Websites need TLC. A garden and a website have a lot in common:
- They start in the dirt: for gardens, it’s literal soil; for websites, it’s dirt poor rankings and lack of discoverability.
- The conditions need to be favourable to growth.
- Plant the seeds and give them some time.
- Nurture them.
- Prune the weeds (ie. spam comments and performance issues).
An abandoned website can pose some liability for the site owner– the business the website represents. It could have outdated information, security exploits, and not adhere to the current legislation.
I get approached by many website owners and their websites have tell-tale signs of websites in trouble.
Something Major Has Broken
Several years ago, one version of PHP (version 5.6) was in common use. It was replaced by PHP 7 and its sub-versions. That broke a lot of the Internet. Some web hosts have kept support going for the old sites, but that exposes their systems to security exploits. One by one, they’ve been emailing clients with warnings that support for the old system has lapsed. When the support is pulled, some websites will crash entirely.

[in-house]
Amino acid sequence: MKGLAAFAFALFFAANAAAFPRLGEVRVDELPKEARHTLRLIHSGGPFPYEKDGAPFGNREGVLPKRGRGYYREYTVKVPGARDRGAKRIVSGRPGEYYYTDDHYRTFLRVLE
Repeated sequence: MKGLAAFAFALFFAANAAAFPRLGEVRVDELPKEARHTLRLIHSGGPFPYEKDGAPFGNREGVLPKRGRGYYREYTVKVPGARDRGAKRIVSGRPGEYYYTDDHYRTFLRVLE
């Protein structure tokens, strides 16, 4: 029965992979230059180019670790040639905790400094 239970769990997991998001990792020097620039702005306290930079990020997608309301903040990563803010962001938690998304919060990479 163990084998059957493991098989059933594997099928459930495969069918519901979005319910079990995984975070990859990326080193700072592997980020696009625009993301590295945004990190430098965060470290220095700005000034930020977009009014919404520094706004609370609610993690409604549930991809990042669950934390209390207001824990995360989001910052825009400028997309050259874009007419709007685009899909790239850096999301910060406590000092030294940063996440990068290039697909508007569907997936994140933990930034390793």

The Forms Don’t Work
Website forms are critical to connecting with clients– both current and potential. If the web-based forms no longer work, it’s a sign that something has busted along the way. Some examples of what could have gone wrong:
- Web forms need spam proofing, often called “Captcha.” if something has changed and the website can no longer connect, the forms won’t work.
- The mail connection may be broken. If the forms need a working mail system, maybe that has broken down. There’s nothing wrong with periodically testing your own forms to make sure the connections are intact.
- The web form license may be out of date. Products like Gravity Forms need to be annually renewed to stay in working order. Did someone renew the licenses?
It’s Not Mobile Ready
This is 2022. The majority of website traffic comes from phones and other mobile devices. Granted: a big screen lets things look their best, but all websites need to look okay on mobile. If a website looks bad on a phone, it didn’t get the mobile readiness (aka responsive) pass. Making the choices required to make a mobile website look great takes work and if it’s not mobile-ready, that was skipped or it fell into disrepair.